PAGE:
Region's criminals forced to pay back more than £2.25m in 2020
- Credit: ERSOU/Bedfordshire Police
Convicted criminals across East Anglia have been forced to pay back more than £2.25million in 2020, it has been revealed.
Following work by specialist financial investigators from the Eastern Region Special Operation Unit (ERSOU), £2,252,145 in money and assets has been confiscated from criminals convicted of offences such as drug dealing and money laundering.
In addition, a further £1.3m in compensation was secured for victims who lost money through crimes such as fraud.
Another £623,000 in cash, typically found by officers when searching suspects or undertaking warrants at locations where criminals are believed to operate, was successfully forfeited through court orders.
ERSOU works alongside the region’s police forces to reclaim money and assets from convicted criminals who operate across Suffolk, Essex, Norfolk, Cambridgeshire, Bedfordshire, Hertfordshire, and Kent.
In May this year, a cannabis manufacturer from Sudbury was ordered to pay back more than £15,000.
Paul Rowan, 42, of York Close, Sudbury, was jailed for two years and four months in August 2019 after police discovered a cannabis factory at his address.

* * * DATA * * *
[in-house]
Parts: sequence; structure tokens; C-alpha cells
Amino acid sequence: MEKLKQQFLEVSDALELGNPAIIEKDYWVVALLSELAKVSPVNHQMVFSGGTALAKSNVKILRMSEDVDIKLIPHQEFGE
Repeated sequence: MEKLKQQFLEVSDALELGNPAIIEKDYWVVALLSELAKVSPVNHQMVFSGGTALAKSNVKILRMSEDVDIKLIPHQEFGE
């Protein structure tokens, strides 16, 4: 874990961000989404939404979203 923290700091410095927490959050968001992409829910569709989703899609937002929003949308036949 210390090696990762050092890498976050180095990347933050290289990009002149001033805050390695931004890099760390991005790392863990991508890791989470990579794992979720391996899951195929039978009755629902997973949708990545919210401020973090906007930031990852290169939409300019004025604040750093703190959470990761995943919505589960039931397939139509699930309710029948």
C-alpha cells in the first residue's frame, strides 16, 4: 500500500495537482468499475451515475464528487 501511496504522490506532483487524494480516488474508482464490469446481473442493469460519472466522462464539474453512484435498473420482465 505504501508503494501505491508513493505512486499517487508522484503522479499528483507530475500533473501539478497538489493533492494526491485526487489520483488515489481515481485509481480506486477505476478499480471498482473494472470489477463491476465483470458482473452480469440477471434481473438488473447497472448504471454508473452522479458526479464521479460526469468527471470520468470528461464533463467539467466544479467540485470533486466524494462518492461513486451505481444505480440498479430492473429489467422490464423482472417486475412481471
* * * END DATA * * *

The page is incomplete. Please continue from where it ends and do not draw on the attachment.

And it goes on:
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Officers were able to recover 64 cannabis plants and a large quantity of skunk cannabis as part of the operation in April 2019.
Following his sentence, ERSOU also launched an investigation into Rowan’s finances.
On May 18, he was ordered to pay back the entirety of his assets, worth £15,025, at the conclusion of his confiscation proceedings.
Speaking at the time, Andy Gould, from ERSOU’s regional economic crime unit, said: “This is a fitting outcome to the investigation and illustrates once more that our financial investigation team will continue to work alongside our colleagues at Suffolk police and other regional forces to capture every opportunity to take the profit out of crime.”
In cases where individuals have been the victim of fraud, and where the team has been able to secure funds back from the criminals responsible, money is often given straight back to the victim in compensation.
In situations where criminals do not pay back the money required as part of a Proceeds of Crime Act (POCA) court order, they face extended periods in jail and are still required to pay back the full amount.
Detective Chief Inspector Simon Williams, head of the regional economic crime unit, said: “Our teams have been working relentlessly throughout the year to pursue those we know have profited from illegal means, often through activity such as drug dealing which have far reaching consequences throughout our communities.
“POCA investigations can often be protracted and complex, but the dedication of our teams to take back the money acquired by criminals through causing misery demonstrates how just how committed we are to ensuring offenders pay the price for their actions, even if they’ve already been convicted.
“Even when offenders have spent the money on things such as gambling, the team work with those companies to secure whatever they can to compensate the victims.
“I’d like to thank everyone involved for their tenacity and hard work throughout this incredibly challenging year.”